I had no idea what COVA was when I first heard mention of it, and now I feel like it’s what I have been looking for without even knowing it. Choice, Ownership, Voice and Authenticity. As I watched the videos and did the readings this week, I kept coming back to my first love in education which was Maria Montessori. She was the first to advocate respect for the learner, give them choices, control, ownership over their development even at the young age of 3 and 4 years old. It gave me a view of education I had never experienced, one that resonated with me and seemed to represent everything that education ought to be. I feel that COVA, UDL (Universal Design for Learning), Jonassen’s 7 attributes and even the 6C’s all have their roots in this wonderful philosophy.
Since I was always an obedient, compliant child, over the years I have adapted to the usual way of being taught and I have become quite good at it. I can sit and take notes, review them, read the books, write the papers that are required, regurgitate the information on a test. I brought home decent grades in elementary school through high school. However, throughout my many years sitting at a desk, I never really connected with the material, because it was always about what the teacher wanted – not what I wanted. So most of the interesting facts and knowledge I learned back in school have been forgotten. I ended up frustrated with my education, and felt that none of it was really about me or for me, and that I had wasted 12 years of my life doing what someone else told me. Even in college, I was disappointed to find that the pace was so rushed and the amount of material so vast that meaningful learning could not take place, even when I wanted it to. Traditional education is like a restaurant that wants you to eat as fast as possible and then pay your bill so the next customer can get a seat and spend their money. It’s about getting kids through the system as quickly and efficiently as possible. It’s not about the student.
COVA gives the learner the power to learn. I think that in the Digital Learning and Leading program, the COVA approach will ensure that I walk away with knowledge that I own, with experiences that I created, and with a deeper understanding of the material presented. It appeals to me for many reasons, the first being that it reflects my own philosophy on education. COVA allows the freedom to choose how I process the new information, and allows me to create something personal and meaningful with it.
Granting me ownership and agency over the ePortfolio process is showing me respect and giving value to me as a learner – trusting that I can self-regulate and have the capacity to come up with something great on my own. I like the aspect of the reflective voice as well. I create something in my own voice, then I can reflect on the process itself, and go back and revise and restructure my work. The focus is truly on learning instead of the one-time test or final paper that may or may not truly represent what I can do. And the final product is something that I can take with me, “proof” of my engagement, my efforts, my learning and my growth. But it is also “proof” that is infused with my own personal choices, taste, personality and goals – thus making it highly authentic and meaningful.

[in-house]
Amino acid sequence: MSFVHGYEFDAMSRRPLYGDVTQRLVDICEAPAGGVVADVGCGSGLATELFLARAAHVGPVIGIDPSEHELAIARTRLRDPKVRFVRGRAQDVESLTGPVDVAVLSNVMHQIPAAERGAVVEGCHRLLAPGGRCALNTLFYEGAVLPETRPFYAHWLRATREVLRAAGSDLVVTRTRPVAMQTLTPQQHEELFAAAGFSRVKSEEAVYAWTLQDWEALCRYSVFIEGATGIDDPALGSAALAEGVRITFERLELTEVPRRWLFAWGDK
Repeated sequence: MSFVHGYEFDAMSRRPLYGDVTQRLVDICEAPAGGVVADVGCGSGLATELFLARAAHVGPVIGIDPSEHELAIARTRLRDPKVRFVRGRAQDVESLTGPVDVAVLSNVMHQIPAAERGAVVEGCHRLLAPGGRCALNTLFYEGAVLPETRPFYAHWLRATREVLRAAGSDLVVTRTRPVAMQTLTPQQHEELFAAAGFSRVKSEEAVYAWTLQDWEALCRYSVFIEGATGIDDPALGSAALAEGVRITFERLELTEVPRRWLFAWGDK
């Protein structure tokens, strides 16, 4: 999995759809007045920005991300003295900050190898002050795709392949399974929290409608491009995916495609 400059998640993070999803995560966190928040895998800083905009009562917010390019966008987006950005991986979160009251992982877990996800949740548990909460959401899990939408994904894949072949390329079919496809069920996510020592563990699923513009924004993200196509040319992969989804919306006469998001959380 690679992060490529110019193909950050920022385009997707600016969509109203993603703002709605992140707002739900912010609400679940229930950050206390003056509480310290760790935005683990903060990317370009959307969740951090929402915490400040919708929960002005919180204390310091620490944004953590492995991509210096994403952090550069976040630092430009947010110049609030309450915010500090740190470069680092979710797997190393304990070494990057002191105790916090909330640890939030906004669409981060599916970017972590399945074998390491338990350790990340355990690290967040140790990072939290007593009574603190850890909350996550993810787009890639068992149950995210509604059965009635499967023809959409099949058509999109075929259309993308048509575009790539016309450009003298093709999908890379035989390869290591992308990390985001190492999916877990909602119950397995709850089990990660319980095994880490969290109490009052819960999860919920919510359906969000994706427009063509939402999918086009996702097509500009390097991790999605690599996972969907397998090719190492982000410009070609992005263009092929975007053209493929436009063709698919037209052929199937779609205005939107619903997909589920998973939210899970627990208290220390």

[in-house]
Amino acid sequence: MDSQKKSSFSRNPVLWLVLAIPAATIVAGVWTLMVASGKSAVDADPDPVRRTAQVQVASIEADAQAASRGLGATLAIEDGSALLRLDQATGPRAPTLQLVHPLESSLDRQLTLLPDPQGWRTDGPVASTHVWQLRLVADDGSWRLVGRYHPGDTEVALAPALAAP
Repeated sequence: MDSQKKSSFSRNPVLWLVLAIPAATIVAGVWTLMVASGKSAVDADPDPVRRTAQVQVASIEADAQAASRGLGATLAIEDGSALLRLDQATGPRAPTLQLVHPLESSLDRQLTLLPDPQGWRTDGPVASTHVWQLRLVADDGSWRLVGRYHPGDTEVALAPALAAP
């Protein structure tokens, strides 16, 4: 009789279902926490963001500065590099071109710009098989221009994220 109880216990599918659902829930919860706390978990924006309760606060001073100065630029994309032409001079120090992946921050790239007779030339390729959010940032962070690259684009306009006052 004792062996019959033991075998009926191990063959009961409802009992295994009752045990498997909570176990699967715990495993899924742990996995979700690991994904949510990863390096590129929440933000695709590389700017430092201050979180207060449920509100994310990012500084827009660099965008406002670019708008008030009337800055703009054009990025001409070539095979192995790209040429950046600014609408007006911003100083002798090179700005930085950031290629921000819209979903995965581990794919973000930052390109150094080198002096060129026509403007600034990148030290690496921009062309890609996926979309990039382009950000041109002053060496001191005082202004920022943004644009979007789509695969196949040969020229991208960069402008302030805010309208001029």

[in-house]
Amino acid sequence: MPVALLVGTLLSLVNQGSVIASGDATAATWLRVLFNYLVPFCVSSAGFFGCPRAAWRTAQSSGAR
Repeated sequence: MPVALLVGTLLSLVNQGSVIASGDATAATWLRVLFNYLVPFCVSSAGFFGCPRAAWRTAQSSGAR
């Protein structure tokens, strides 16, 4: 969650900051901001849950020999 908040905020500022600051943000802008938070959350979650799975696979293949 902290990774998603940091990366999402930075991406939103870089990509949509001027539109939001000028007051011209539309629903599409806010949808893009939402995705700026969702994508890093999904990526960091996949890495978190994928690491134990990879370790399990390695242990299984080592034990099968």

I honestly don’t know exactly which tools I will use in my ePortfolio yet. I was so impressed with all the tools shown in the PLB (Personalized learning Backpack) and I realized there are so many I don’t even know about yet! (yes, I’m using the word yet a lot lately, thanks to Carol Dweck) So I will need to do some digging and experimenting to see what I click and connect with.
Traditional learning was set up, as Seth Godin shared in his talk “Stop stealing dreams”, to supply the industrial age with what it needed: both compliant and obedient workers and consumers. Interchangeable people, like the interchangeable parts of the factory. It was not learner centered at all. Today, I believe that education is slowly coming around to personalizing the learning experience. I thought that the UDL video was a great place for me to start.
In the video it talks about the three basic starting points for a teacher who wants to transition from the traditional approach to a more Universal approach.
Step one is to present the information in multiple ways, by several different means, using various media, so that the students will at least connect with one way it is represented.
Step two is to allow for multiple means for action and expression of what they are learning. They can demonstrate it in a way that makes it meaningful for them and reinforces the collaborative nature of learning, thus creating a cooperative learning environment that reflects the partnership between learner and teacher and also between learners themselves.
Finally step three is to offer multiple options that engage students and keep their interest. Like Michael Fullan said in the video “Technology: The New Pedagogy and Flipped Teaching”, we must make it “irresistibly engaging”, with real life problem solving and engaging digital world technology that pulls them in and keeps them in the learning mode long after the bell has rung.
What is Universal Design for Learning | National Center On Universal Design for Learning. (n.d.). Retrieved November 30, 2016, from http://www.udlcenter.org/aboutudl/whatisudl
Technology: The New Pedagogy and Flipped Teaching (7:41) Published by: How Technology is Changing the Conversation Added: 01.20.2014 YouTube URL: https://www.youtube.com/watch?v=GCvwtiOH0co
Stop Stealing Dreams – Seth Godin @ TEDx Youth at BFS (16:57) Published by: TEDx Youth Date: 10.16.2012 YouTube URL: https://youtu.be/sXpbONjV1Jc